The Impact of Employment on Parental Co-Residence

Real Estate Economics, Forthcoming

Posted: 10 Nov 2017

See all articles by Michael D. Eriksen

Michael D. Eriksen

University of Cincinnati - Department of Finance - Real Estate

Gary V. Engelhardt

Syracuse University

Nadia Greenhalgh-Stanley

Kent State University

Date Written: March 2, 2016

Abstract

We examine the extent to which parents use housing and shared living arrangements as a form of risk-sharing for their adult children, using detailed data on children and parents in the Health and Retirement Study for 1998–2012. On average, a young man moving from full-time to nonemployment raises the likelihood of co-residing with a parent by 1.5 percentage points; moving from full-time employment to being part-time employed raises the likelihood of co-residing with a parent by 2 percentage points. The implied elasticity of parental co-residence with respect to the son's income is -1.1; for daughters, the elasticity is -0.5.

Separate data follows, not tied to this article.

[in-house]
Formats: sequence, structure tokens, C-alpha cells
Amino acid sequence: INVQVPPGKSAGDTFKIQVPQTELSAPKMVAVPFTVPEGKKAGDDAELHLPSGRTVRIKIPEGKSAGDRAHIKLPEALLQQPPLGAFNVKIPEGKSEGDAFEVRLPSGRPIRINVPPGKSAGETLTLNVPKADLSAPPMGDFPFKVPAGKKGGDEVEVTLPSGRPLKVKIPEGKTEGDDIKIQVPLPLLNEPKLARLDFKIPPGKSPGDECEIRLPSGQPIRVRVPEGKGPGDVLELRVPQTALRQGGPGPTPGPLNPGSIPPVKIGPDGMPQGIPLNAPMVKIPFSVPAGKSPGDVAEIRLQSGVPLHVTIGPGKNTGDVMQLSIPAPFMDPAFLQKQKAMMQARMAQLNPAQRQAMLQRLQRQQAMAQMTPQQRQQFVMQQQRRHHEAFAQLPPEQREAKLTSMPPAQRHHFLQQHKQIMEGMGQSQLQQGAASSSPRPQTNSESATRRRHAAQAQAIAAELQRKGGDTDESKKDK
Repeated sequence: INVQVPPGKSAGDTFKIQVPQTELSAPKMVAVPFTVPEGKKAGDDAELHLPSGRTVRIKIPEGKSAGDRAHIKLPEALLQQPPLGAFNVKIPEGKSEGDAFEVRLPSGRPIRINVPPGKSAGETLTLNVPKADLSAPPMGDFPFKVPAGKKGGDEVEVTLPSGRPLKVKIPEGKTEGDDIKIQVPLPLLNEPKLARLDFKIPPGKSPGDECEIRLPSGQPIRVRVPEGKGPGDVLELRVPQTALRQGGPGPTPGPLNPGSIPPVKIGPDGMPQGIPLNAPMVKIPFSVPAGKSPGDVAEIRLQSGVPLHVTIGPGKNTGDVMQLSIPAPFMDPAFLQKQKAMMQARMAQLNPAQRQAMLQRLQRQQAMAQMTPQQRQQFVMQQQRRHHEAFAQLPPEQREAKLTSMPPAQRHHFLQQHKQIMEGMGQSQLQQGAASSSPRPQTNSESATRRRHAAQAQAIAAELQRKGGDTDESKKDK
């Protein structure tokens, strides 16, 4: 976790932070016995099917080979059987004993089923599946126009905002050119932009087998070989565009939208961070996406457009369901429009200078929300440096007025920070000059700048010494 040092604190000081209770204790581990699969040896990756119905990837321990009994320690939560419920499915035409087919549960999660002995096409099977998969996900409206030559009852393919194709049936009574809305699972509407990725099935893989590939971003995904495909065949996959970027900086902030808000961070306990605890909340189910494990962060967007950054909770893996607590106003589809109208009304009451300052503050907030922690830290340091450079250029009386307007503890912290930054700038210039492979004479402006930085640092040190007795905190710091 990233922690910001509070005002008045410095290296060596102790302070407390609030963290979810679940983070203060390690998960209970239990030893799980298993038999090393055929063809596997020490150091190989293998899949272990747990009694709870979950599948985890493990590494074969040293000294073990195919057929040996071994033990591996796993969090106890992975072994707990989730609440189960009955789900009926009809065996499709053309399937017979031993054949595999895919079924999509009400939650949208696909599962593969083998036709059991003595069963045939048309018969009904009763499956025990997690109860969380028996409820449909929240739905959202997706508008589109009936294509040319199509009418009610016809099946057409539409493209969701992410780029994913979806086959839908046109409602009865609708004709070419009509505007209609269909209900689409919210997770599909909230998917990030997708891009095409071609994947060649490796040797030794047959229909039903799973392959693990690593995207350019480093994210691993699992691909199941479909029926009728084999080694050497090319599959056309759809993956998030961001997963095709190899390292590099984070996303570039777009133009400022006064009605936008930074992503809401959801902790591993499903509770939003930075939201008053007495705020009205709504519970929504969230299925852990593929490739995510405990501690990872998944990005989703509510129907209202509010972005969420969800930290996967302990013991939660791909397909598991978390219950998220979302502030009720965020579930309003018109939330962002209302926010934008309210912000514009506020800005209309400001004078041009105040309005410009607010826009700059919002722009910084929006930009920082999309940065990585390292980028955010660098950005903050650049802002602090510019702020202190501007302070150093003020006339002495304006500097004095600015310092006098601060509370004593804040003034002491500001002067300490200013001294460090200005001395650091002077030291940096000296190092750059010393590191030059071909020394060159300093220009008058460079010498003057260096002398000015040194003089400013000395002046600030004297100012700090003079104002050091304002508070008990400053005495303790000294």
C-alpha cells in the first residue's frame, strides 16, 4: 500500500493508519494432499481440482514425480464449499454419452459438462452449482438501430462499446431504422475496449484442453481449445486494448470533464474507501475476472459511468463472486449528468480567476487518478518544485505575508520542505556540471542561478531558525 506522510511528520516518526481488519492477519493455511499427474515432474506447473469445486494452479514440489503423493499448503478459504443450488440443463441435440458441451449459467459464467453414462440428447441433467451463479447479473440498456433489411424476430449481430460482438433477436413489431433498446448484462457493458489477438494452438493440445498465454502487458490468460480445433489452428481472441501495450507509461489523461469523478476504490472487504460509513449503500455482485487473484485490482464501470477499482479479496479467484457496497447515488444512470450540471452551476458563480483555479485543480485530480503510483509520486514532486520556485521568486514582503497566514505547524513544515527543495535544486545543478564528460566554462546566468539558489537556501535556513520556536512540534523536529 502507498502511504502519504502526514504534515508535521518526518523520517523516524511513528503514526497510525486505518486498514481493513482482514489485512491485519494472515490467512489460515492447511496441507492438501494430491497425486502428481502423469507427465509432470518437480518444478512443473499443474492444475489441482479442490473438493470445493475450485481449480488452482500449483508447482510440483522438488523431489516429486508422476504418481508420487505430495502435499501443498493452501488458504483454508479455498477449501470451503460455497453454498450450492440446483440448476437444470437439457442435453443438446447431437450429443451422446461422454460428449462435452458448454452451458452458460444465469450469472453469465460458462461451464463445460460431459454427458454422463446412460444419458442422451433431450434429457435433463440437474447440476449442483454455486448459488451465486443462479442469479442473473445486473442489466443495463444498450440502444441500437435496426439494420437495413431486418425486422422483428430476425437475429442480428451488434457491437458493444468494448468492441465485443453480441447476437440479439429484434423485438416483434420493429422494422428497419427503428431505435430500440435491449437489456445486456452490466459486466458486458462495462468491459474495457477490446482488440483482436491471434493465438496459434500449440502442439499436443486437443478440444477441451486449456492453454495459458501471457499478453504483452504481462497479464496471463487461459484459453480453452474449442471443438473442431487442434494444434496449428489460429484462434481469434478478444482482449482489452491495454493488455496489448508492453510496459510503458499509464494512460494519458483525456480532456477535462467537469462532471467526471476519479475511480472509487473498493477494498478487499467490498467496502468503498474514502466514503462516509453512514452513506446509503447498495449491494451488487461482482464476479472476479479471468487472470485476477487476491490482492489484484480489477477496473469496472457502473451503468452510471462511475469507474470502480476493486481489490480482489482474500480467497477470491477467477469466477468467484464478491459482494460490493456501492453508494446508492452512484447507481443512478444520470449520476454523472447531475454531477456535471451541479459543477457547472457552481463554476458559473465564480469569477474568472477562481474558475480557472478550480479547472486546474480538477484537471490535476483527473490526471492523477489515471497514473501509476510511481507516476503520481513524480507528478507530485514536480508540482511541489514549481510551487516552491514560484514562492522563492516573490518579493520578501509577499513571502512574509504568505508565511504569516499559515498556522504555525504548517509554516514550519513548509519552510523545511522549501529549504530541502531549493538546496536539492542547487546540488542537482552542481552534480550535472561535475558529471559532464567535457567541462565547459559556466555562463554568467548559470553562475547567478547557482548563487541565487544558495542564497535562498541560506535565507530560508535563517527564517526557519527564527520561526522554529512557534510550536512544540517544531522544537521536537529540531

Suggested Citation

Eriksen, Michael D. and Engelhardt, Gary V. and Greenhalgh-Stanley, Nadia, The Impact of Employment on Parental Co-Residence (March 2, 2016). Real Estate Economics, Forthcoming . Available at SSRN: https://ssrn.com/abstract=3067649

Michael D. Eriksen (Contact Author)

University of Cincinnati - Department of Finance - Real Estate ( email )

College of Business Administration
Cincinnati, OH 45221
United States

Gary V. Engelhardt

Syracuse University ( email )

900 S. Crouse Avenue
Syracuse, NY 13244-2130
United States

Nadia Greenhalgh-Stanley

Kent State University ( email )

466 College of Business
Kent State University
Kent, OH 44242
United States
(330)672-1087 (Phone)

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